Nope? Well, me neither! In fact, I think I'm moving further and further AWAY from THAT point...like it occasionally flits a little closer to taunt me and I shakily breathe a 'we've-got-this' sigh of relief and then next thing it hightails away from me and I'm left reeling in a whirlwind aftermath of W.T.F's!
It's been a rather busy 3 months...magazine articles, 1 year schooliversary, meds fail, testis hunt, die-hard viral URTI's, flourishing receptive communication and and...
Sam's story is featured this month in a very popular local magazine, although the shoot for the article was done in July already.
The actual shoot was loads of fun, complete with hair and make-up and Sam, who just loves the camera, did really well. The only downside of the morning was Sam's ever-increasing fear of being in a car, as we travelled 45mins to the venue...and then back again. It's something you really have to see to completely comprehend but because holding my phone while Sam is frantically grasping at my neck/hair/face/clothes/arms as if I am about to ease him over the edge of Nanga Parbat's Rupal Face as opposed to over the annoying arm of his booster seat, catching it on video has proven a little tricky. So you will just have to take my word that the lil flappy dude does not do great with cars...eight years on, sometimes up to six or even eight into's and out of's a day and yet each time I open that car door, panic hits him like it's the very first time.
It's this very irrational anxiety which led us to probably one of our worst medication epic fails. With Sam's anxiety levels really affecting his quality of life and with him having been on his current anxiety meds since he was 2 years old, we decided to replace his Faverin with Serdep which, on paper, looked like a better fit (Sam's absent seizures have also increased and the risk of seizures is statistically higher with Faverin), plus the longterm use of the Faverin might have made Sam's system too accustomed to the Fluvoxamine so a change in med seemed like a good idea...until we did it. Said system was not as impressed with the change as we'd hoped and Sam's days became just one emotional turmoil after the other. At the same time, an EEG confirmed that we needed to increase Sam's epilepsy meds AND, for good measure, Sam suddenly sprouted some very adult-looking hair in his nether region indicating that a certain little testis we had presumed lost (and inactive) to the flappy dude's innards was, in fact, not all that inactive after all #gasp!!!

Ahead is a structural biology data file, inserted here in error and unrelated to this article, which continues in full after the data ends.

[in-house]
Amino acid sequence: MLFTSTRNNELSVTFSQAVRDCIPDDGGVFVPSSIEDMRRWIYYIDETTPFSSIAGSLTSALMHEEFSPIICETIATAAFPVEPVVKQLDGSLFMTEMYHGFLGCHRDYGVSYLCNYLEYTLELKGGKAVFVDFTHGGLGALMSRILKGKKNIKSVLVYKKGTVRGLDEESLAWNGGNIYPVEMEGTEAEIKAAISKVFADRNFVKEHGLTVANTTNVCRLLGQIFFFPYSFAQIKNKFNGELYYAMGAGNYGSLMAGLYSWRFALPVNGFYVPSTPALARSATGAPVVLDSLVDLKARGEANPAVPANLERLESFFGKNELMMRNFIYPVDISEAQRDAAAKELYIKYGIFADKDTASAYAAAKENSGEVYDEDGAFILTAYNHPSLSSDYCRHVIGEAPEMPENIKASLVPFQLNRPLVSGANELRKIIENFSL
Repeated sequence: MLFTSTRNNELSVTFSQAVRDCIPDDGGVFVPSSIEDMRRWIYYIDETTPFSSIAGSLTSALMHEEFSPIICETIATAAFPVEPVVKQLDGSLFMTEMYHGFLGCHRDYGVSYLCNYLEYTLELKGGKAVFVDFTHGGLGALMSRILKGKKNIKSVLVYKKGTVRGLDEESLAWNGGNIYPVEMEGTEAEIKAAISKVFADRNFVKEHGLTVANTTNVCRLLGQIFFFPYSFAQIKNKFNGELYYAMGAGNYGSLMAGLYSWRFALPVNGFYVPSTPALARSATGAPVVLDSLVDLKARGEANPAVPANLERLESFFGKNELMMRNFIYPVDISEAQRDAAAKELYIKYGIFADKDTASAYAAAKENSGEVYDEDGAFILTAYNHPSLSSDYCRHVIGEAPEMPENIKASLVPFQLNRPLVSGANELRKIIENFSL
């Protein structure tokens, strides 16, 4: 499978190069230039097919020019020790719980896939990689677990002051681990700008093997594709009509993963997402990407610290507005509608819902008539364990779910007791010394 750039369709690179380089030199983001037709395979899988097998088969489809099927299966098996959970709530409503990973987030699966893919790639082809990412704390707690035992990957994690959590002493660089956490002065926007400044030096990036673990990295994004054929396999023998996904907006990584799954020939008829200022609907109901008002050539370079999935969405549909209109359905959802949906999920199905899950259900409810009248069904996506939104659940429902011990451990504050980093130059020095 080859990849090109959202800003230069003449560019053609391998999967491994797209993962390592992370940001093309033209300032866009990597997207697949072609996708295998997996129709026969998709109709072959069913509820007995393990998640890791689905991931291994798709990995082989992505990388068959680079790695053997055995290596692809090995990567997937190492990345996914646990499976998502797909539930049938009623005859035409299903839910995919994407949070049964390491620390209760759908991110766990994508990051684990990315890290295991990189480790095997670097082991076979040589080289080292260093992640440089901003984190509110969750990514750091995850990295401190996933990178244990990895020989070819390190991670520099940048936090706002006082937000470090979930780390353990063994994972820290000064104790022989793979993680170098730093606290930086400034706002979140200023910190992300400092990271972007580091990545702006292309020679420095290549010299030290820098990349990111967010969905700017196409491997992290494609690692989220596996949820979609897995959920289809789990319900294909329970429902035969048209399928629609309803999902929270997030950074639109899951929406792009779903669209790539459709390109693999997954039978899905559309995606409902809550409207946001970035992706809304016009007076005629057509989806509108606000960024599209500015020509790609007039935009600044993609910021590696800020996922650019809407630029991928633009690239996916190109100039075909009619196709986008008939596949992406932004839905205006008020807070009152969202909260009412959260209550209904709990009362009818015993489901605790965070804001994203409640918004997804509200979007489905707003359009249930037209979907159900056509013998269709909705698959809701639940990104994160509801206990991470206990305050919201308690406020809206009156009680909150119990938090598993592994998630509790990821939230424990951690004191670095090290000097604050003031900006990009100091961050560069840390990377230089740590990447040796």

I make light of the situation, but I can assure you that almost every morning for two months I stood clinging to the gate of Sam's school in very-near despair, listening to the amazing team of ladies at Edu-Play Early Learning Centre reassure me that they would cope with Sam's completely over-the-top emotional state and accommodate what behaviours they needed to at that time...and those reassurances and encouragements were, without a doubt, both mine and Sam's saving grace!
I say "were" because Sam is once again back to his version of a "happy place" and our days are no longer filled with unpredictable bouts of emotion, aggression and insanely-pitched screeching. We switched Sam back to the Faverin after 2 weeks of giving the Serdep fair chance and Sam's system has also now adjusted to the increased dose of Epilum. That darn little testis though...that's a whole other issue (and venting-full post on it's own), but in short, we have to try bring it down again which is not great news as, above spinal cord surgery and thumb reconstruction surgery, Sam's testicle surgeries (this will be the third) always seem to knock him the most. The fact that the little bugger has been hiding out in the inguinal canal for a good 4 or 5 years already means that we aren't doing any more considerable damage by waiting till the beginning of December to do the surgery so that a) Sam has at least had a couple of months to enjoy some (relative) calm before we slap him with another round of trauma and b) he gets to enjoy his Christmas concert and the festivities of the end of the school year.
To close off, there has been a sudden flourish of receptive communication on Sam's part. His receptive language has always been good and we've even noticed him picking up on some Afrikaans words...but more than once now he has reacted to something that was said in a conversation in his presence, but not directed at him. It's been really quite amusing, with a flappy conqueror's twist of course, eg...a few nights ago Sam whacked his head a startling shot on the wooden headboard. Sam has an incredibly high pain tolerance, but still feels the initial pain completely, in other words, he feels the pain...reacts, but then has so (almost sadly) become accustomed to pain that he will continue functioning despite (I believe this is very much an RTS thing). Anyway, he knocked his head but instead of crying momentarily and then moving on as usual, he sobbed for over half-an-hour afterwards and was extremely heartsore. My neurotic, mama-brain went into overdrive of course and imagined all sorts of devastating consequences which might have made this head knocking different to the hundred others #eyeroll. About two days later Sam was rubbing his left eye and I mentioned to his dad (while Sam seemed preoccupied with his iPad) that his eye seemed to have been troubling him ever since he'd knocked his head. Sam (who was on the bed again at the time) calmly put the iPad down and, albeit it very cautiously and in super slow mode, replayed him falling and knocking his head. It was the cutest thing ever because, of course, it came complete with fake tears and the need for more of the same hugs and cuddles as well 💜